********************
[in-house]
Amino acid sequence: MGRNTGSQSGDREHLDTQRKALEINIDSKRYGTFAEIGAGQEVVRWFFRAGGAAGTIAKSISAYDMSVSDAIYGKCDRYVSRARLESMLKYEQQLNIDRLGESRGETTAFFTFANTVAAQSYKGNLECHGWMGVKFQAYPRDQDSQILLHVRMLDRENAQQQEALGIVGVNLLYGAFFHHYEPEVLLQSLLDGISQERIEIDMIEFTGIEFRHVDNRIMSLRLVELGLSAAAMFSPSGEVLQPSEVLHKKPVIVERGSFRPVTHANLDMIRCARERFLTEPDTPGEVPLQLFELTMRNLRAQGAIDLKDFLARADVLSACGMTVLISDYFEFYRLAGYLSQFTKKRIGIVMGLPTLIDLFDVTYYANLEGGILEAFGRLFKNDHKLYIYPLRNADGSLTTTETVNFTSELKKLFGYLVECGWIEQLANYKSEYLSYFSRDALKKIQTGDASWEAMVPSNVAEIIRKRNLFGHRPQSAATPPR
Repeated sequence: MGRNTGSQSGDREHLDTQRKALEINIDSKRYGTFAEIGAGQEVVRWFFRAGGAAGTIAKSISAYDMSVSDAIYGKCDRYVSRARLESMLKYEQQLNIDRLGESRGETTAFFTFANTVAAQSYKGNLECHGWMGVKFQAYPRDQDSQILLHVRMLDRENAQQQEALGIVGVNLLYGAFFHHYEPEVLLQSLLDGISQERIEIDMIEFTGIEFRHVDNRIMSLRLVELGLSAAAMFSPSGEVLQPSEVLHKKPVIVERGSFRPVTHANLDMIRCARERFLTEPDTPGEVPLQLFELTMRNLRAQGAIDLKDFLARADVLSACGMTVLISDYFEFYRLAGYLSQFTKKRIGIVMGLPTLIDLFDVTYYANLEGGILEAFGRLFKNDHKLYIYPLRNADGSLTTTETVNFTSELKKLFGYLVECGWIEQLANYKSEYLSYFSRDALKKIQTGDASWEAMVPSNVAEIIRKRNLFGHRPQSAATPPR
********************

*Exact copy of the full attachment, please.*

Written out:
[in-house]
Amino acid sequence: MGRNTGSQSGDREHLDTQRKALEINIDSKRYGTFAEIGAGQEVVRWFFRAGGAAGTIAKSISAYDMSVSDAIYGKCDRYVSRARLESMLKYEQQLNIDRLGESRGETTAFFTFANTVAAQSYKGNLECHGWMGVKFQAYPRDQDSQILLHVRMLDRENAQQQEALGIVGVNLLYGAFFHHYEPEVLLQSLLDGISQERIEIDMIEFTGIEFRHVDNRIMSLRLVELGLSAAAMFSPSGEVLQPSEVLHKKPVIVERGSFRPVTHANLDMIRCARERFLTEPDTPGEVPLQLFELTMRNLRAQGAIDLKDFLARADVLSACGMTVLISDYFEFYRLAGYLSQFTKKRIGIVMGLPTLIDLFDVTYYANLEGGILEAFGRLFKNDHKLYIYPLRNADGSLTTTETVNFTSELKKLFGYLVECGWIEQLANYKSEYLSYFSRDALKKIQTGDASWEAMVPSNVAEIIRKRNLFGHRPQSAATPPR
Repeated sequence: MGRNTGSQSGDREHLDTQRKALEINIDSKRYGTFAEIGAGQEVVRWFFRAGGAAGTIAKSISAYDMSVSDAIYGKCDRYVSRARLESMLKYEQQLNIDRLGESRGETTAFFTFANTVAAQSYKGNLECHGWMGVKFQAYPRDQDSQILLHVRMLDRENAQQQEALGIVGVNLLYGAFFHHYEPEVLLQSLLDGISQERIEIDMIEFTGIEFRHVDNRIMSLRLVELGLSAAAMFSPSGEVLQPSEVLHKKPVIVERGSFRPVTHANLDMIRCARERFLTEPDTPGEVPLQLFELTMRNLRAQGAIDLKDFLARADVLSACGMTVLISDYFEFYRLAGYLSQFTKKRIGIVMGLPTLIDLFDVTYYANLEGGILEAFGRLFKNDHKLYIYPLRNADGSLTTTETVNFTSELKKLFGYLVECGWIEQLANYKSEYLSYFSRDALKKIQTGDASWEAMVPSNVAEIIRKRNLFGHRPQSAATPPR